Longtime East Sacramento guitar store to move to Curtis Park

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Longtime East Sacramento guitar store to move to Curtis Park

By Monica Stark



Because of the likes of corporations like Amazon, John Green, the owner of the Fifth String says he’s winding down the store’s retail operations to focus more on teaching and to offer performance space – something that only a personal touch can offer.

Green secured a location near Broadway that will provide more space for live performances and will benefit customers with adequate parking. “I like it down there (near Broadway) because it’s between city college and Sac State and it’s a really great location – it’s just a wonderful building.”

Green acquired 2900 Franklin Blvd., the former location of the short-lived ESH Gallery owned by estate sales mogul Jennie Krausse who told the Land Park News the gallery had been vacant since around the first of the year. “We just didn’t have time for it (the gallery). We’re just too busy.”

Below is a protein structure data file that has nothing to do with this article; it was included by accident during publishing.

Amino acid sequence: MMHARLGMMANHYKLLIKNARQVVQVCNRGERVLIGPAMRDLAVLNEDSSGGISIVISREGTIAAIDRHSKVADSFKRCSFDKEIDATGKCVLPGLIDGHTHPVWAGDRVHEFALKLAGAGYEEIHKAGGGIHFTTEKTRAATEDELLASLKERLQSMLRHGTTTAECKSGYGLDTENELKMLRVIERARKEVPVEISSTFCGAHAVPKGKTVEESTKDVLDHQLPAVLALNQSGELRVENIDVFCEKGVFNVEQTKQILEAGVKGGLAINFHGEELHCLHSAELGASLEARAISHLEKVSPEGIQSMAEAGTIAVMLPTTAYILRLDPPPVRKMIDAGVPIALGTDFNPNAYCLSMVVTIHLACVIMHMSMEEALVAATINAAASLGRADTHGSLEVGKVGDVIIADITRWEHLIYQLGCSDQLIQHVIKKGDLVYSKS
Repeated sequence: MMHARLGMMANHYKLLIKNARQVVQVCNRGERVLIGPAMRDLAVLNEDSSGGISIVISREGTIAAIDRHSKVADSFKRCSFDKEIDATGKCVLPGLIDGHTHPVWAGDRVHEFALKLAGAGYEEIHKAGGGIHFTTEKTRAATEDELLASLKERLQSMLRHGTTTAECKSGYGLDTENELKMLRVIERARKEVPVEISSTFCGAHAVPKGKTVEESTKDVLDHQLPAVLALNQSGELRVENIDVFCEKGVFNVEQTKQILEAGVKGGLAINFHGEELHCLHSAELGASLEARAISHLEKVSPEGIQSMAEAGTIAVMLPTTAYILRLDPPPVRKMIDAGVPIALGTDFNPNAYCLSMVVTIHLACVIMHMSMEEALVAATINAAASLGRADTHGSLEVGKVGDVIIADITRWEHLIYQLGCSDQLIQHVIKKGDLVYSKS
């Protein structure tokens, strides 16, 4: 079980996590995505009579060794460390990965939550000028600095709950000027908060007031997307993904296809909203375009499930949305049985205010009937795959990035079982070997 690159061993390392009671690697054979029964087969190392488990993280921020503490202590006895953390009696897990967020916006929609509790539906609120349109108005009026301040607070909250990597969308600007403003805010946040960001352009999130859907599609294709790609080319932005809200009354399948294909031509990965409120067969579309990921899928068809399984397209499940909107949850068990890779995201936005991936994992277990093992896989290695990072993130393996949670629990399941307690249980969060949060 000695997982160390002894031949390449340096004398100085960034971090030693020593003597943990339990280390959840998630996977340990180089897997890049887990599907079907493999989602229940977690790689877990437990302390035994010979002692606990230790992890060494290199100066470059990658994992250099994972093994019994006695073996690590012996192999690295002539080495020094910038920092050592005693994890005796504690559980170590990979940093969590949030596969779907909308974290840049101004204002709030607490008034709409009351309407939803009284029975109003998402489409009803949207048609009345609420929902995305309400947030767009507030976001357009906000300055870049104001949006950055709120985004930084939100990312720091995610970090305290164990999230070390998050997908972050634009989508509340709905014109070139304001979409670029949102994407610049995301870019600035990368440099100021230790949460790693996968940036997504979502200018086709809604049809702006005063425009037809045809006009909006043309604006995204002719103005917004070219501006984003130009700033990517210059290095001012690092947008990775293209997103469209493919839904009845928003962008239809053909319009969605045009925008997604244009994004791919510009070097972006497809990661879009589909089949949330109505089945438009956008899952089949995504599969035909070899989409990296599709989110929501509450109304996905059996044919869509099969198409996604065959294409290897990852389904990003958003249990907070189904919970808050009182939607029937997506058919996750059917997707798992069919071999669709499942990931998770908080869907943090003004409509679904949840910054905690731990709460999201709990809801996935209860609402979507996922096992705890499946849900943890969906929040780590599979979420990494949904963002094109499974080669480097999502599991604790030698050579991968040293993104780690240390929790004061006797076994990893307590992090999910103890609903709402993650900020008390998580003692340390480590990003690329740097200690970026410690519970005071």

In addition to that location, the Fifth String will also occupy 1,500 square feet next to it on 4th Avenue, near the barbershop.

While Green’s leaving a charming 1920s building at 3184 N St. in East Sacramento, the price is high for what’s he’s been getting. “The problem with this building is the archaicness of how old it is in terms of its heating, air, plumbing and electricity. And the rents are high. The building doesn’t have adequate heating and air for the really hot days. All of that is a little bit of a problem.”